By Katie Windham, ReSurge office volunteer
I first became aware of ReSurge about three years ago, in the spring of my eighth grade year. I was stressed about a school assignment, one of the biggest of the year. We were supposed to write a biography about someone we knew who inspired us, and I was determined to find the perfect person. When my mom mentioned Sara Anderson, ReSurge’s chief communications and advocacy officer, I knew my search was over.
I had known Sara for a number of years, since she married one of my parents’ best friends, but in eighth grade I probably knew more about her dog than I did about her work. Pretty much the only thing I knew was that she had gone to Nepal to help burn victims, which I thought was the coolest thing ever.
In the weeks that followed, I got a slightly better idea of what ReSurge did. I was appalled to learn of how common burn injuries were, especially in India. I found myself thinking, time and time again, but my great-grandmother cooked over an open fire in a sari! What if something had happened to her? Would my grandmother even have been born? Would I? The fact that there were people living with that reality every day horrified me.
A lot of things have changed for me since the end of eighth grade. I started high school, then moved across the country to the Washington, DC metro area. But I never could forget what I had learned about burn victims and their struggles. We haven’t been able to see Sara and her family as much since we moved, but when I decided I wanted to volunteer somewhere this summer, she was one of the first people I thought of.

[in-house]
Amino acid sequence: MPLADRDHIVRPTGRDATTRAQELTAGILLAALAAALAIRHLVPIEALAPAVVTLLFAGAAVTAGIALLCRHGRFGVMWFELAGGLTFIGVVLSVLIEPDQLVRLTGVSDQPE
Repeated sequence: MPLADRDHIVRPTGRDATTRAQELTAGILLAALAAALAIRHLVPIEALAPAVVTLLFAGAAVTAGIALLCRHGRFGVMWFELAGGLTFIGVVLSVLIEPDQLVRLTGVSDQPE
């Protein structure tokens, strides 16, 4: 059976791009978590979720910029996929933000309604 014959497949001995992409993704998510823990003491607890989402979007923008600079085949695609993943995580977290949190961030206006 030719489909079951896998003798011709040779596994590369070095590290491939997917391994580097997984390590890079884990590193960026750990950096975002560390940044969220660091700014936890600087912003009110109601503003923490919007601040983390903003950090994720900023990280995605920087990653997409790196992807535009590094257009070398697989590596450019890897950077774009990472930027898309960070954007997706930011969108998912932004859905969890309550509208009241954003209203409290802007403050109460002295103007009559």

I didn’t want to go just anywhere; I wanted someplace where everyone was focused on making a difference in the world, where they changed people’s lives. ReSurge was the perfect option.
Coming into this internship, I thought I knew what ReSurge did. There were people in developing countries who were born with clefts or who accidentally burned themselves. ReSurge did plastic surgery to help them. Sitting comfortably in the US, I understood that this work was important, but in the same way that I know that unicorns are beautiful. I had so much distance from the problem that I couldn’t fully understand it until I started volunteering and looking through patient stories.
That was when I realized that they’re not just using plastic surgery to make someone look better – they are literally turning that person’s life around.
I don’t know anything about surgery. I have never suffered the stigma of a cleft, or had a burn that a little cold water couldn’t fix. But all it takes is a pair of eyes to understand the immense importance of what ReSurge does. Just in the couple of weeks that I’ve been here, I’ve learned so much, both about the countries and patients they work with and about how organizations like ReSurge are run, and I’m so grateful to everyone here for the chance to help them.
Katie has been volunteering this summer with the ReSurge communications team at our office in Sunnyvale, CA.